Its predecessor was a fine well-conceived inn, the destruction of which, with nearby property and the lives of those unfortunate people dwelling therein, made one of the grimmest of many evil nights when Boston was the target of the Luftwaffe.
West Street altered that night and we lost a part of Boston now forgotten and one never to exist again. Loveley’s Temperance Hotel on the corner of James Street was swept away and the Royal George, Mr. Lingard’s music shop, Mr. John Goodacre’s baker’s shop, and much other property in the neighbourhood was turned into so much rubble. So a great square of waste land was created, then came back Mr. Loveley’s temporary premises and the green wooden structure that was representative of the Royal George.
The Royal George that was bombed was one of the old-world inns, there was the popular old bar on the left of the door that faced West Street, and on the right the cosy old “snug”, the Landlord and Landlady were Mr. and Mrs. W. Dennis. The illumination was never very bright, but after shops had closed in the evenings dominoes, darts and all the other things you associate with a pub went on inside.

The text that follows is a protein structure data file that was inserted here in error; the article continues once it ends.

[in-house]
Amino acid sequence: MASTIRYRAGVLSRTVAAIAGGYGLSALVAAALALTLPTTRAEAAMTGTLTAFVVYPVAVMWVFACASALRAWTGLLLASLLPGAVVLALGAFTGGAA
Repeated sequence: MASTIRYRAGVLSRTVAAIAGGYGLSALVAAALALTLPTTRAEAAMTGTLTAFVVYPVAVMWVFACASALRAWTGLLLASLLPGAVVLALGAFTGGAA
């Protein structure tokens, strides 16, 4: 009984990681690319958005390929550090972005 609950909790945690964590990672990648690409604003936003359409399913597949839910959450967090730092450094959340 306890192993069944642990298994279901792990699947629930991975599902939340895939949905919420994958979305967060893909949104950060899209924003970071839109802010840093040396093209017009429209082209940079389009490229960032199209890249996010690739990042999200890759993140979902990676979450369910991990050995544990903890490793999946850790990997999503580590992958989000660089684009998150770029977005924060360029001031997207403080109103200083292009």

William looked after his house well, he was a smart little man, with mutton chop whiskers and his wife commanded such respect that never was anything said out of place. It was a hostelry of the old school with its wide open doors and ample stabling accommodation for Mr. Dennis’s horses and four wheeled cabs (called growlers) which would take people to the ball at the Assembly Rooms or the station to catch the early train to London.
So we come back to the 1950’s when it was decided to build some permanent buildings on the bombed site, a new Royal George included. It continued as The Royal George until well into the 1990’s and then changed its name to “Spatz” for a while.
Finally, it ceased to be a public house and is now an Indian Restaurant.
The site of the bombings and the new buildings erected in the 1950's.